• Open Circuit Potential (OCP), where the counter electrode is bypassed such that no current passes and voltage vs. time is measured
 
Controlled potential rotating disk bulk electrolysis is by far the most commonly used mode; however, some might use controlled current for select applications.  While a potentiostat, with reference feedback, is required for controlled potential bulk electrolysis, simpler instrumentation consisting of only a high voltage power supply (or batteries) and a large resistor can be used.  The focus of this article will primarily focus on BE-RDE in POT mode (constant potential rotating disk bulk electrolysis).
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2Fundamental Equations

 
Consider the general reaction
 
\displaystyle O+ne^- \rightleftharpoons R
 
where O is reduced to R in a one electron reaction.  A solution of m moles of O would require m moles of electrons to completely reduce O to R.  Upon applying a sufficient reducing potential, a large amount of O is converted to R and subsequently swept away from the rotating electrode.  As more O is converted to R the current falls off exponentially until it reaches background level.  It is at this point, the electrolysis can be stopped.  The charge (Q) passed during the experiment can be obtained by integrating the current with respect to time.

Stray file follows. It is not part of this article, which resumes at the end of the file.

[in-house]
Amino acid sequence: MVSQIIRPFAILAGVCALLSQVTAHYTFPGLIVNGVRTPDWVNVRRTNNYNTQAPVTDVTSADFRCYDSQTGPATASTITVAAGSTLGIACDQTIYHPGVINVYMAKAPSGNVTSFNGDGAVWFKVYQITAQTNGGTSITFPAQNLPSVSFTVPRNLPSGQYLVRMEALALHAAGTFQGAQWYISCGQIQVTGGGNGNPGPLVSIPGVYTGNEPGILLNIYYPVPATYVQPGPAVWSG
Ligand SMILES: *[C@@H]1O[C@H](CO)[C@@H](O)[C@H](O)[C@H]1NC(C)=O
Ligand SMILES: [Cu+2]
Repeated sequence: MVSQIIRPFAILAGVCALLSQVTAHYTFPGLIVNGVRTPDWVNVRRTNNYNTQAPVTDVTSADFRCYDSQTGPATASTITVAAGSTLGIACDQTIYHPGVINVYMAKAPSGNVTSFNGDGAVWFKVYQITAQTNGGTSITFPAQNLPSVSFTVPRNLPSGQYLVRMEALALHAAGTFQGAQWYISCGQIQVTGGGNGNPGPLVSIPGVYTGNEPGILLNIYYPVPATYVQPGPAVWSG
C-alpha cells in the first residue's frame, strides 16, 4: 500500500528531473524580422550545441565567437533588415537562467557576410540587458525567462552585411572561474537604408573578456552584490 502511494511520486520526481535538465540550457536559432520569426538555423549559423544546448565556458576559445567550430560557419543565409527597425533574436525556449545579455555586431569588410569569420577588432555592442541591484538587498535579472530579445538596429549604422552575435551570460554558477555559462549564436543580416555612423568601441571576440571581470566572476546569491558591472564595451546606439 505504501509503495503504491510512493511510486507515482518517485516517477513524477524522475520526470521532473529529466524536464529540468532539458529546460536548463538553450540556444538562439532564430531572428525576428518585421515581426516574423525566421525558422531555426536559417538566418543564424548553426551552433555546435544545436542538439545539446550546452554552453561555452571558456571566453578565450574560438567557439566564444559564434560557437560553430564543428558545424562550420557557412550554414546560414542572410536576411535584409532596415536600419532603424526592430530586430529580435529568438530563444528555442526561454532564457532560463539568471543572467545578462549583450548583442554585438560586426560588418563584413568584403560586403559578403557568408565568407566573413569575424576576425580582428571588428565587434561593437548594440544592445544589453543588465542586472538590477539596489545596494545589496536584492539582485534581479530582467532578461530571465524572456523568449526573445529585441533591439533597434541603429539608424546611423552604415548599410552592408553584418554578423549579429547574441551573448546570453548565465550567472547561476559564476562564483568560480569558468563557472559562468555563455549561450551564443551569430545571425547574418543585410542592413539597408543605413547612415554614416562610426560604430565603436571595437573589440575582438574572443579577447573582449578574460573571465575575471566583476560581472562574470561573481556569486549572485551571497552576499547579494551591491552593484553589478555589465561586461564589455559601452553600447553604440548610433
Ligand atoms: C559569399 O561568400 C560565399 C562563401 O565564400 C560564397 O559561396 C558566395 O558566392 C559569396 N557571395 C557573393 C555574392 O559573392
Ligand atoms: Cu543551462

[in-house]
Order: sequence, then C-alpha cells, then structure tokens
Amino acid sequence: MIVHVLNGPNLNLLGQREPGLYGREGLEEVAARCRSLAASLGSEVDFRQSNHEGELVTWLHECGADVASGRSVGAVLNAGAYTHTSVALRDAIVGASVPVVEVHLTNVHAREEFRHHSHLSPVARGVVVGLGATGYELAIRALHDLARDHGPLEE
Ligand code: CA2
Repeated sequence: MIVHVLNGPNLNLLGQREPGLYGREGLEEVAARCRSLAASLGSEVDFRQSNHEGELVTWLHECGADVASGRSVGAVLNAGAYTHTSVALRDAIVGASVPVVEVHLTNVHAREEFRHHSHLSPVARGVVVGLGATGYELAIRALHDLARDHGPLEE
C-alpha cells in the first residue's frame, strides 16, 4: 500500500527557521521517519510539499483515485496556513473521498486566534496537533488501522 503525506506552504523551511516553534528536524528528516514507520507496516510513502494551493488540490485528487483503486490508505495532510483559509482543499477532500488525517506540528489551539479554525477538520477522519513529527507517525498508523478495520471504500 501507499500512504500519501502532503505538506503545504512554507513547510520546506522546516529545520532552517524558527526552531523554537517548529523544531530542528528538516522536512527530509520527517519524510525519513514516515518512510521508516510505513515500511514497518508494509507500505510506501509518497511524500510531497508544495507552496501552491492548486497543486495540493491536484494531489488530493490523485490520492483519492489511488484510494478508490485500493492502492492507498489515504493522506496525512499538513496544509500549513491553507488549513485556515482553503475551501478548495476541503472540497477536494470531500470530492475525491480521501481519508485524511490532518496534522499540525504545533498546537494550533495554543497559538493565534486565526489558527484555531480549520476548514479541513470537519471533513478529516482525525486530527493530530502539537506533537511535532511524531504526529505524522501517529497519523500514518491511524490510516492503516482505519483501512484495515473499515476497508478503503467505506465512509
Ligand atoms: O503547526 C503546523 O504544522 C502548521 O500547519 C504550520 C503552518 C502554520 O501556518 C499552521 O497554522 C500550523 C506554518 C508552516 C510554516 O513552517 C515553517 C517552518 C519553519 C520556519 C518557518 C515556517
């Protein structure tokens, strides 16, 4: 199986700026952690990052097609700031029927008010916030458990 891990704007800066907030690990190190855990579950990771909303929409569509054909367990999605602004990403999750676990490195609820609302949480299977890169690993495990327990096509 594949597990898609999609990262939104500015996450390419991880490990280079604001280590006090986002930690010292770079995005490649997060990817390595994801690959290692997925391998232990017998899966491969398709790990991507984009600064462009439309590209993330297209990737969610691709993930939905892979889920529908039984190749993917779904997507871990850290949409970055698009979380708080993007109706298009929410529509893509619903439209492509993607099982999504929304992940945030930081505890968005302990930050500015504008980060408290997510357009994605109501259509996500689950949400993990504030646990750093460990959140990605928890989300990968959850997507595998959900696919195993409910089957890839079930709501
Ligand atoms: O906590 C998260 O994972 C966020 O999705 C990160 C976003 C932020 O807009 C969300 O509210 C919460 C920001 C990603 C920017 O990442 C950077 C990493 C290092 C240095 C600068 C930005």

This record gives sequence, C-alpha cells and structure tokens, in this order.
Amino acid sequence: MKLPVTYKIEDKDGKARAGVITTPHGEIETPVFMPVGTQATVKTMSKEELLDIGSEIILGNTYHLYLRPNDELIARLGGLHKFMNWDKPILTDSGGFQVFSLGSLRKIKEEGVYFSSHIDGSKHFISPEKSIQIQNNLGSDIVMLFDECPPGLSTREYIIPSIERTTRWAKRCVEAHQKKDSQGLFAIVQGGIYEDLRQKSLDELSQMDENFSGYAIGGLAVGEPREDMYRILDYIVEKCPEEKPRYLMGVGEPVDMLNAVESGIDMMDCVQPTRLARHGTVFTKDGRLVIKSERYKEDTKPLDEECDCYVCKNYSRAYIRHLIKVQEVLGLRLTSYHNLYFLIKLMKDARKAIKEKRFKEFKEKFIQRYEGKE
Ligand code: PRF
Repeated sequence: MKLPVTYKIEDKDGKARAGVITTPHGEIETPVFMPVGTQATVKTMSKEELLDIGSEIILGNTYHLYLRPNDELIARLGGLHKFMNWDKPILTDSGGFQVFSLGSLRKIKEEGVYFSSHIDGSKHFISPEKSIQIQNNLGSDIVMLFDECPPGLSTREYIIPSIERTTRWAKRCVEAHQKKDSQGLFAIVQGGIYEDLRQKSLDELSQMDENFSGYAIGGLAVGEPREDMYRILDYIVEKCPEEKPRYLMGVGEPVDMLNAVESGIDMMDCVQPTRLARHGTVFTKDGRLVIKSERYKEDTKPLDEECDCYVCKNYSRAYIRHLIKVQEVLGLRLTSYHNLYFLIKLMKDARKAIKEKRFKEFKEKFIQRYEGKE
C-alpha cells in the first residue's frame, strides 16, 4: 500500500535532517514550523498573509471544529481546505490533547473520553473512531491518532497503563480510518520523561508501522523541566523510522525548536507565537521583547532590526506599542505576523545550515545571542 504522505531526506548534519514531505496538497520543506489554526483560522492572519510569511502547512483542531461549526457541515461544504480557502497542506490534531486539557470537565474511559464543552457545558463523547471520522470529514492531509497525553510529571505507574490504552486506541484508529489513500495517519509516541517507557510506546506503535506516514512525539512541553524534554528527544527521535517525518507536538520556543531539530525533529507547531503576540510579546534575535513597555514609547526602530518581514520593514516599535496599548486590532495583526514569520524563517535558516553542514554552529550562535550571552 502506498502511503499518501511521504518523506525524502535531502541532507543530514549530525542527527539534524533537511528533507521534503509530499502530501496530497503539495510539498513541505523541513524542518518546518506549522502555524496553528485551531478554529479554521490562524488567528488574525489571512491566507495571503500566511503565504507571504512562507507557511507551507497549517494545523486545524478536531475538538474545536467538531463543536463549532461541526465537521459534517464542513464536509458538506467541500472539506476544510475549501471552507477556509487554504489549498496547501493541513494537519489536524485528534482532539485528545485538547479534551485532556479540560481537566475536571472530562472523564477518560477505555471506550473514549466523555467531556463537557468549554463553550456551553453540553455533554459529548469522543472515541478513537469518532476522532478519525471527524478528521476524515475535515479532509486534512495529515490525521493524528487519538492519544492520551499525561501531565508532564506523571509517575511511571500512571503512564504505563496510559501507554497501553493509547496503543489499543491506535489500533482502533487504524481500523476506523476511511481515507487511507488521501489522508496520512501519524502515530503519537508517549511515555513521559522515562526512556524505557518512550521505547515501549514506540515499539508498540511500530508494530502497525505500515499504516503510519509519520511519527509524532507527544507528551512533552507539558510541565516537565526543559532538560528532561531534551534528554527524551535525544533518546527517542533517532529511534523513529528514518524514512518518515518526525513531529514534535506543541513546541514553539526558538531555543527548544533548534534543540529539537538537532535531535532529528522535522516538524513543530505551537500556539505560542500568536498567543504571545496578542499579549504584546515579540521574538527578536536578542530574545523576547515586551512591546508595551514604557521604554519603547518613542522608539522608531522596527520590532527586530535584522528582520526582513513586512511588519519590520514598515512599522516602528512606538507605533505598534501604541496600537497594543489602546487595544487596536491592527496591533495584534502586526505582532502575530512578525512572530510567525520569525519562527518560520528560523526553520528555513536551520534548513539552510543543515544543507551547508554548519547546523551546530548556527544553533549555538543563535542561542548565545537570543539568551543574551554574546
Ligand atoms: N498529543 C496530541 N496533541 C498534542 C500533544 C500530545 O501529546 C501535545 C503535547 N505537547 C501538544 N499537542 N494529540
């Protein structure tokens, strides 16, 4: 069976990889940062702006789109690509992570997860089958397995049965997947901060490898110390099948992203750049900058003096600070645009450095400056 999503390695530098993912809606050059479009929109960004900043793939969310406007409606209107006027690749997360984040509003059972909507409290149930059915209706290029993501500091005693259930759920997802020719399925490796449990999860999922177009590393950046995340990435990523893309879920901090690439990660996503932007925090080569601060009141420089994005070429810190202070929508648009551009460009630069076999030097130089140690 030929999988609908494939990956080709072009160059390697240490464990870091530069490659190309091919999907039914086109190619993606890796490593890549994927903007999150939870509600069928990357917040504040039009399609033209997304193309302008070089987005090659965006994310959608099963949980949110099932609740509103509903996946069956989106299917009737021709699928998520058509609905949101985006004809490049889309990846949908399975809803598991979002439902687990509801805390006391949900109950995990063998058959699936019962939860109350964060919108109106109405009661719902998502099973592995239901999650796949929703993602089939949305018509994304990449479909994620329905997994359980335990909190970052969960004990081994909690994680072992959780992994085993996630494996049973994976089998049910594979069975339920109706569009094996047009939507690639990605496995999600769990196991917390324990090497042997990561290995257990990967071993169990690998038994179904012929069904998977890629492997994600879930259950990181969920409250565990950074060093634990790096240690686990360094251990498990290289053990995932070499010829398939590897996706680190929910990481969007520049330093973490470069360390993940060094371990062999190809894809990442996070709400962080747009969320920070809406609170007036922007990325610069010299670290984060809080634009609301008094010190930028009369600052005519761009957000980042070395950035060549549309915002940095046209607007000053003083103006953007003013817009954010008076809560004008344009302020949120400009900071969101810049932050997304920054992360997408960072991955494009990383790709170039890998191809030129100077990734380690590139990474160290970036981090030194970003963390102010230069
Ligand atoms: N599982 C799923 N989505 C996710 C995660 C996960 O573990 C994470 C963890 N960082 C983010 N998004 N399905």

\displaystyle Q = {\int}i(t)dt
 
By the following equation, charge can be converted to the number of moles of O electrolyzed during the experiment
 
\displaystyle m = \frac{Q}{Fn}
 
where F is Faraday's constant (96,485 C/mol) and n is the number of electrons transferred during the reaction.
 
Additional and more complete background of this theory is provided in the Theory section of the Knowledgebase. Basic Methods
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3Experimental Setup in AfterMath

To perform a rotating disk electrolysis experiment in AfterMath, choose Rotating Disk Electrolysis (BE-RDE) from the Experiments menu (see Figure 1).
 
Rotating Disk Electrolysis (BE-RDE) Experiment Menu Selection in AfterMath

Figure 1. Rotating Disk Electrolysis (BE-RDE) Experiment Menu Selection in AfterMath

 
Doing so creates an entry within the archive, called BE-RDE Parameters. In the right pane of the AfterMath application, several tabs will be shown (see Figure 2).
 
Rotating Disk Electrolysis (BE-RDE) Experiment Basic Tab

Figure 2. Rotating Disk Electrolysis (BE-RDE) Experiment Basic Tab

 
Continue reading for detailed information about the fields on each unique tab.
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3.1Basic Tab